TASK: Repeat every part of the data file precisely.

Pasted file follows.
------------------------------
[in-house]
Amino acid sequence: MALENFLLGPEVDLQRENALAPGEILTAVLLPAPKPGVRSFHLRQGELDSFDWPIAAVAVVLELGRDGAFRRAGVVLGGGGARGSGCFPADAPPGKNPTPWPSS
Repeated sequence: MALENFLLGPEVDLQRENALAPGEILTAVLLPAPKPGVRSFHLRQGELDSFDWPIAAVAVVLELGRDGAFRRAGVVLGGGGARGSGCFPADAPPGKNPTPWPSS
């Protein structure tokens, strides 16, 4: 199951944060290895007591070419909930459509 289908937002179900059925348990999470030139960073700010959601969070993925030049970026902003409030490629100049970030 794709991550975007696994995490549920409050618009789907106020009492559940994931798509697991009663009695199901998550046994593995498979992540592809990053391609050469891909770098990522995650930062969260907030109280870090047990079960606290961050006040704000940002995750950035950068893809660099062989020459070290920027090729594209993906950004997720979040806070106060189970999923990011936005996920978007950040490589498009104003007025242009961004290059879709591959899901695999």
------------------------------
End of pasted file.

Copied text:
[in-house]
Amino acid sequence: MALENFLLGPEVDLQRENALAPGEILTAVLLPAPKPGVRSFHLRQGELDSFDWPIAAVAVVLELGRDGAFRRAGVVLGGGGARGSGCFPADAPPGKNPTPWPSS
Repeated sequence: MALENFLLGPEVDLQRENALAPGEILTAVLLPAPKPGVRSFHLRQGELDSFDWPIAAVAVVLELGRDGAFRRAGVVLGGGGARGSGCFPADAPPGKNPTPWPSS
């Protein structure tokens, strides 16, 4: 199951944060290895007591070419909930459509 289908937002179900059925348990999470030139960073700010959601969070993925030049970026902003409030490629100049970030 794709991550975007696994995490549920409050618009789907106020009492559940994931798509697991009663009695199901998550046994593995498979992540592809990053391609050469891909770098990522995650930062969260907030109280870090047990079960606290961050006040704000940002995750950035950068893809660099062989020459070290920027090729594209993906950004997720979040806070106060189970999923990011936005996920978007950040490589498009104003007025242009961004290059879709591959899901695999």